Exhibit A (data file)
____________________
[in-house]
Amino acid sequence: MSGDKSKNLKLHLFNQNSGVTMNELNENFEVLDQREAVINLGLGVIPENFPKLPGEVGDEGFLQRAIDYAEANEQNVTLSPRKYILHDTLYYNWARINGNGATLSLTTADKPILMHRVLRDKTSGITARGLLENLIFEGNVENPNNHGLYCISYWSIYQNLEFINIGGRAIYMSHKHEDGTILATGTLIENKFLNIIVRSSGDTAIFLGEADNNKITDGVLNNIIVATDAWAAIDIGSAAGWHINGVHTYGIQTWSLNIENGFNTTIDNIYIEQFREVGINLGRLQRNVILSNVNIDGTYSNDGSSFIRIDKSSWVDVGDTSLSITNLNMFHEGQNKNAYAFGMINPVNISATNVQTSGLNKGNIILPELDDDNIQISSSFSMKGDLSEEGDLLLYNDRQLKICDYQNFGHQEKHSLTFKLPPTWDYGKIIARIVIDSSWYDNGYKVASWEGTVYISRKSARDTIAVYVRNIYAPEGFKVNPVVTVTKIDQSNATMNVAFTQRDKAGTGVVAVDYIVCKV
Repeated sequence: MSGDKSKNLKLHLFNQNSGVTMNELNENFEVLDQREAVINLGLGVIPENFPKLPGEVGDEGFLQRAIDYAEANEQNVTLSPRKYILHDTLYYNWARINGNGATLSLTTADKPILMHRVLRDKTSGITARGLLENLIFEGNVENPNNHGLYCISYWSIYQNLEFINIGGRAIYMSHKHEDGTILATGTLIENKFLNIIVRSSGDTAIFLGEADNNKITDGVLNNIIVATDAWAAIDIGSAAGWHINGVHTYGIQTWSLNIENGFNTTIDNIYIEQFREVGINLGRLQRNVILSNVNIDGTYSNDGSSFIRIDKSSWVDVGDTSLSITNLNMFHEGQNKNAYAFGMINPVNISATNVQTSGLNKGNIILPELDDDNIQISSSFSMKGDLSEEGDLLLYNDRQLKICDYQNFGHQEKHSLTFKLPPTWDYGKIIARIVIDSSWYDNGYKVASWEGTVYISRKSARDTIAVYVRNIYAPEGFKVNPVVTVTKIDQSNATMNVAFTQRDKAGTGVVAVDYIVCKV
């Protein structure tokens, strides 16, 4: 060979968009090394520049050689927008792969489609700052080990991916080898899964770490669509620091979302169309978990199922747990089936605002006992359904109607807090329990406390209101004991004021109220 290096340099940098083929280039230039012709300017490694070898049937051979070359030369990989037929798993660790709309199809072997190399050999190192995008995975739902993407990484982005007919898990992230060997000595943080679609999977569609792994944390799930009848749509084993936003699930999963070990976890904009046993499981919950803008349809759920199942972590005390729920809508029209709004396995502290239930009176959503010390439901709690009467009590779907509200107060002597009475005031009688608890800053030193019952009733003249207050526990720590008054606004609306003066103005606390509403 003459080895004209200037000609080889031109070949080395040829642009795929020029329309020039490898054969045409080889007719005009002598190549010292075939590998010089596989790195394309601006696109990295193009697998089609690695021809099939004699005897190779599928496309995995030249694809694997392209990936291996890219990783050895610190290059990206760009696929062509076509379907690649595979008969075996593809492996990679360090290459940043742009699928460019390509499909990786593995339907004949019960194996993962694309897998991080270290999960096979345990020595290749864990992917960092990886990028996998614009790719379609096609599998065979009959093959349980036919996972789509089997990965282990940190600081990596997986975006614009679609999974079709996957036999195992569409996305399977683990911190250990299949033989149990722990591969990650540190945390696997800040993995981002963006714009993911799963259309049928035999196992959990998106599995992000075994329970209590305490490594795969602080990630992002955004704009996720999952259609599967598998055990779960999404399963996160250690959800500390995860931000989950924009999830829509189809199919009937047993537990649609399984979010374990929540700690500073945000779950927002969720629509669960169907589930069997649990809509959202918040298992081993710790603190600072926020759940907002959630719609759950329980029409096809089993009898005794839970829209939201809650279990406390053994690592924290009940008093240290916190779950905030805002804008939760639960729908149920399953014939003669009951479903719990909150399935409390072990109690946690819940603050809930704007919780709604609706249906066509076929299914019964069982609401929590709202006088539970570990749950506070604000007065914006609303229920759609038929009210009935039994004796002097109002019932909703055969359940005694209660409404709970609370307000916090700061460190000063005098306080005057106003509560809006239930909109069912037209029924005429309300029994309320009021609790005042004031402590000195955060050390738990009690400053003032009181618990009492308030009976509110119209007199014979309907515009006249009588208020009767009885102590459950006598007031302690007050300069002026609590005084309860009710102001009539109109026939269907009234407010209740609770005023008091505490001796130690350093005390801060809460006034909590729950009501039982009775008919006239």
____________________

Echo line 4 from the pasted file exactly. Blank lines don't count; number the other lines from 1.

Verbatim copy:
């Protein structure tokens, strides 16, 4: 060979968009090394520049050689927008792969489609700052080990991916080898899964770490669509620091979302169309978990199922747990089936605002006992359904109607807090329990406390209101004991004021109220 290096340099940098083929280039230039012709300017490694070898049937051979070359030369990989037929798993660790709309199809072997190399050999190192995008995975739902993407990484982005007919898990992230060997000595943080679609999977569609792994944390799930009848749509084993936003699930999963070990976890904009046993499981919950803008349809759920199942972590005390729920809508029209709004396995502290239930009176959503010390439901709690009467009590779907509200107060002597009475005031009688608890800053030193019952009733003249207050526990720590008054606004609306003066103005606390509403 003459080895004209200037000609080889031109070949080395040829642009795929020029329309020039490898054969045409080889007719005009002598190549010292075939590998010089596989790195394309601006696109990295193009697998089609690695021809099939004699005897190779599928496309995995030249694809694997392209990936291996890219990783050895610190290059990206760009696929062509076509379907690649595979008969075996593809492996990679360090290459940043742009699928460019390509499909990786593995339907004949019960194996993962694309897998991080270290999960096979345990020595290749864990992917960092990886990028996998614009790719379609096609599998065979009959093959349980036919996972789509089997990965282990940190600081990596997986975006614009679609999974079709996957036999195992569409996305399977683990911190250990299949033989149990722990591969990650540190945390696997800040993995981002963006714009993911799963259309049928035999196992959990998106599995992000075994329970209590305490490594795969602080990630992002955004704009996720999952259609599967598998055990779960999404399963996160250690959800500390995860931000989950924009999830829509189809199919009937047993537990649609399984979010374990929540700690500073945000779950927002969720629509669960169907589930069997649990809509959202918040298992081993710790603190600072926020759940907002959630719609759950329980029409096809089993009898005794839970829209939201809650279990406390053994690592924290009940008093240290916190779950905030805002804008939760639960729908149920399953014939003669009951479903719990909150399935409390072990109690946690819940603050809930704007919780709604609706249906066509076929299914019964069982609401929590709202006088539970570990749950506070604000007065914006609303229920759609038929009210009935039994004796002097109002019932909703055969359940005694209660409404709970609370307000916090700061460190000063005098306080005057106003509560809006239930909109069912037209029924005429309300029994309320009021609790005042004031402590000195955060050390738990009690400053003032009181618990009492308030009976509110119209007199014979309907515009006249009588208020009767009885102590459950006598007031302690007050300069002026609590005084309860009710102001009539109109026939269907009234407010209740609770005023008091505490001796130690350093005390801060809460006034909590729950009501039982009775008919006239």